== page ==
Invite only community and newsletter

Hi,
I am planning to start a community on Software Language Engineering at d.strumenta.community.

Now, the community will be invite-only. However I would like to be able to send invites inside an email and have those invites not to be connected to an email. In this way I could write one email and not one for each single person I want to invite (initially tens, later hundreds, and then thousands).

I am ok with persons sharing this invite with others, for a while, but I would like this invite not to be valid forever (maybe for 30 days?).

What do you think? Is it possible to achieve this with Discourse?

Cheers,
Federico

3 Likes

Make the discourse private and optionally turn off sign-up approval. Send an email with a link to the website (and marketing spiel) urging them to sign up and share. Make sure approval is turned on after term has ended :tada:

4 Likes

This may work for the launch, but later I want to share the link with selected people and at that point I do not want to make the registration public for some time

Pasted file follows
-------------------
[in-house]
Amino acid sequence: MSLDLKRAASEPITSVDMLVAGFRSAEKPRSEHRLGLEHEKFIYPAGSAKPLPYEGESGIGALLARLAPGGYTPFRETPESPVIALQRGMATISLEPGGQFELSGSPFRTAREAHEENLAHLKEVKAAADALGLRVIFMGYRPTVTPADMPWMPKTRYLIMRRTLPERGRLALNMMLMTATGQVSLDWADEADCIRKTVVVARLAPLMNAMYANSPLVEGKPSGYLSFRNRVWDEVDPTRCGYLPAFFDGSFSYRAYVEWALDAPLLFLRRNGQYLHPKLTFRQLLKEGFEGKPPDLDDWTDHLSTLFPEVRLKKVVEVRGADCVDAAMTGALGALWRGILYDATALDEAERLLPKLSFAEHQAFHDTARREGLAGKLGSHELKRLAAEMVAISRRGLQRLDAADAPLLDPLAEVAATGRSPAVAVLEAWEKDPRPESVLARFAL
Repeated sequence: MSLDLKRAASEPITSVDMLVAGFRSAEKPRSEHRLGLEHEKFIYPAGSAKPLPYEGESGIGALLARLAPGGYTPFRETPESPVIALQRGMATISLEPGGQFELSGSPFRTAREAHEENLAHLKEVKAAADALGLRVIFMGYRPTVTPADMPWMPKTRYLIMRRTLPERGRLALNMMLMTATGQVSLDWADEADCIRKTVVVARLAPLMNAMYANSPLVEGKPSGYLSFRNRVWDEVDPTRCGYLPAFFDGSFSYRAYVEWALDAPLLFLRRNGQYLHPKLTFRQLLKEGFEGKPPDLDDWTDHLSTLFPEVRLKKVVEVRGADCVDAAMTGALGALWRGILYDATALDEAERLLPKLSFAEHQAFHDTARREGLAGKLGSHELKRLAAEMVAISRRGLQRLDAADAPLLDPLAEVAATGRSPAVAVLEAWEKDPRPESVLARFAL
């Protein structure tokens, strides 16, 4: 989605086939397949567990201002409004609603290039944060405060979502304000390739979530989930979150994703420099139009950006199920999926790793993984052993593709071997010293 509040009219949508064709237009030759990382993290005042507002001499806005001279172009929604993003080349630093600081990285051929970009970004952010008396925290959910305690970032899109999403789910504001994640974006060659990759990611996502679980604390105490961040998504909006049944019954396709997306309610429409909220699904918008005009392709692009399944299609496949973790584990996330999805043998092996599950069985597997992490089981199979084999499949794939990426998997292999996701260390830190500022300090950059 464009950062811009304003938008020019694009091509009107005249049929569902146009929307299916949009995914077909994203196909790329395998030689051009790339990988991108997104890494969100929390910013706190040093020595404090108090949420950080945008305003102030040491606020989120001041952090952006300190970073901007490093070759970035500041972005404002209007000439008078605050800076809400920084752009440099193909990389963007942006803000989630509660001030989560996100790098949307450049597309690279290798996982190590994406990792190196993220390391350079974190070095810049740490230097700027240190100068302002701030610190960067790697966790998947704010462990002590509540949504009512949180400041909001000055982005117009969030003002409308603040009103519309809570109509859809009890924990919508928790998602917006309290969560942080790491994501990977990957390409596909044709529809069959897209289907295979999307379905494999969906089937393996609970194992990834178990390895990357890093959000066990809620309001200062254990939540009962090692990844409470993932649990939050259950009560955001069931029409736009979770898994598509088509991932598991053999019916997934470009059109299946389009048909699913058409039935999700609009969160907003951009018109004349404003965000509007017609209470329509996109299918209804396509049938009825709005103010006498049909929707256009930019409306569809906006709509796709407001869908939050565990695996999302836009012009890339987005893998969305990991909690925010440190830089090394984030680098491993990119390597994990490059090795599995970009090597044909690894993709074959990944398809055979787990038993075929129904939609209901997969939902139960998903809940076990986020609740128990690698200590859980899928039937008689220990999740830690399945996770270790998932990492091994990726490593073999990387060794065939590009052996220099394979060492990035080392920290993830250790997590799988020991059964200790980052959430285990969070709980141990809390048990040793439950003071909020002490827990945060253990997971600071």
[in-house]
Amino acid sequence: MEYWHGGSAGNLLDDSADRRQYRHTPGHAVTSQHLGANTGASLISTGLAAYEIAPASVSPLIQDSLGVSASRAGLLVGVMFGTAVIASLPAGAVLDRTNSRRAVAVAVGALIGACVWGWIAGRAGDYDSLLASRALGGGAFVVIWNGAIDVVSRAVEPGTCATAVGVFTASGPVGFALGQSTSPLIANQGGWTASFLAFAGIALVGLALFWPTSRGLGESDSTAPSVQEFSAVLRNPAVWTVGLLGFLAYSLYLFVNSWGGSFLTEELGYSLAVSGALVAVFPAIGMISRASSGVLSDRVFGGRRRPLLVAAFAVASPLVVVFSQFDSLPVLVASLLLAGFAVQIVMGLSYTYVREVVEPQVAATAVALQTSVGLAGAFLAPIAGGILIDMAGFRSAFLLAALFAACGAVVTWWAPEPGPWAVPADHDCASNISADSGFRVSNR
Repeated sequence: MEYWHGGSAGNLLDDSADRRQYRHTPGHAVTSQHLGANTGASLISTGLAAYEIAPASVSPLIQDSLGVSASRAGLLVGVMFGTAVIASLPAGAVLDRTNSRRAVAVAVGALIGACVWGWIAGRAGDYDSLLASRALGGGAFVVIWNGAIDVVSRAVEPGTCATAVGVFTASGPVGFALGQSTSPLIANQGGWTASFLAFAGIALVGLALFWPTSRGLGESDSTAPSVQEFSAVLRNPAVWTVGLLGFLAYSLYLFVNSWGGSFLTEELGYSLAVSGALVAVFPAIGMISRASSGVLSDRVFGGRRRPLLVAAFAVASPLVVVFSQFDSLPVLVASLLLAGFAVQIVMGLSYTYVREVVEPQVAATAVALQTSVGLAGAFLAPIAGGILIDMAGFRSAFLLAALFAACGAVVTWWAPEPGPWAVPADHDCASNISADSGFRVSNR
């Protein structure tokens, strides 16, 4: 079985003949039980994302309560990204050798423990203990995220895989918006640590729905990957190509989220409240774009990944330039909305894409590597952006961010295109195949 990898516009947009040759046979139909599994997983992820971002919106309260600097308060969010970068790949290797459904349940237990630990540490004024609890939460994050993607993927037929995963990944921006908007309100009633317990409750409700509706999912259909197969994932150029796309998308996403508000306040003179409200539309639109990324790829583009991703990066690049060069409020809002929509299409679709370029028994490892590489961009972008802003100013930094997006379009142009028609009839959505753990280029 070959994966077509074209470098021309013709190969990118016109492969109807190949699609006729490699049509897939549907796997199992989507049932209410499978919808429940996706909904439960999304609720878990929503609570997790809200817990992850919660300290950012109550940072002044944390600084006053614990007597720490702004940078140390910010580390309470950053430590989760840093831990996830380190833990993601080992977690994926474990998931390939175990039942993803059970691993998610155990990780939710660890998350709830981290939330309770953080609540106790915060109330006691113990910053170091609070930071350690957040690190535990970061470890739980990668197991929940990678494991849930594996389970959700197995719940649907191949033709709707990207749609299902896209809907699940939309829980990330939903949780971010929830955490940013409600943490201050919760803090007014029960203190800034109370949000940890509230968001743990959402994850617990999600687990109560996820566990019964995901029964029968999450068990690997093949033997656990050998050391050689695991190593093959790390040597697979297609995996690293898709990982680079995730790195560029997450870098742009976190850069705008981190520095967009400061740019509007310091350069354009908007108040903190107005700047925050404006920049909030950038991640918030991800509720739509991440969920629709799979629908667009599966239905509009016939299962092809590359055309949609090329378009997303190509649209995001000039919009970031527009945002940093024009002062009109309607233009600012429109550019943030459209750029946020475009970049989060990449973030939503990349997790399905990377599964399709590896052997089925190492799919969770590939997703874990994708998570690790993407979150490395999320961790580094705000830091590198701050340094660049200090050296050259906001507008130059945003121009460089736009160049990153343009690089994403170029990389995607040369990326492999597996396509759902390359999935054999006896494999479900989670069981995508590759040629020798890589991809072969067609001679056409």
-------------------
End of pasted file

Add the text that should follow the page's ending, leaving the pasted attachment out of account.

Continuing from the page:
In my experience unless you have some magic voodoo you are not going to be inundated with signups so your approval queue will be manageable. Just don’t approve the people you don’t want. I don’t see your issue. I also don’t quite understand how, without an email reference point, you are going to properly identify people to determine if they are who they say they are. That’s why email invites are a reasonable approach.

1 Like

The issue is that I would like the user to be able to subscribe immediately, so it does not have to remember to come back before being able to access the website. There is also timezones to consider and the fact I pause my inbox during the weekends. Also, I have a newsletter with 10k persons so eventually I would expect to get more approvals than I would like to deal with manually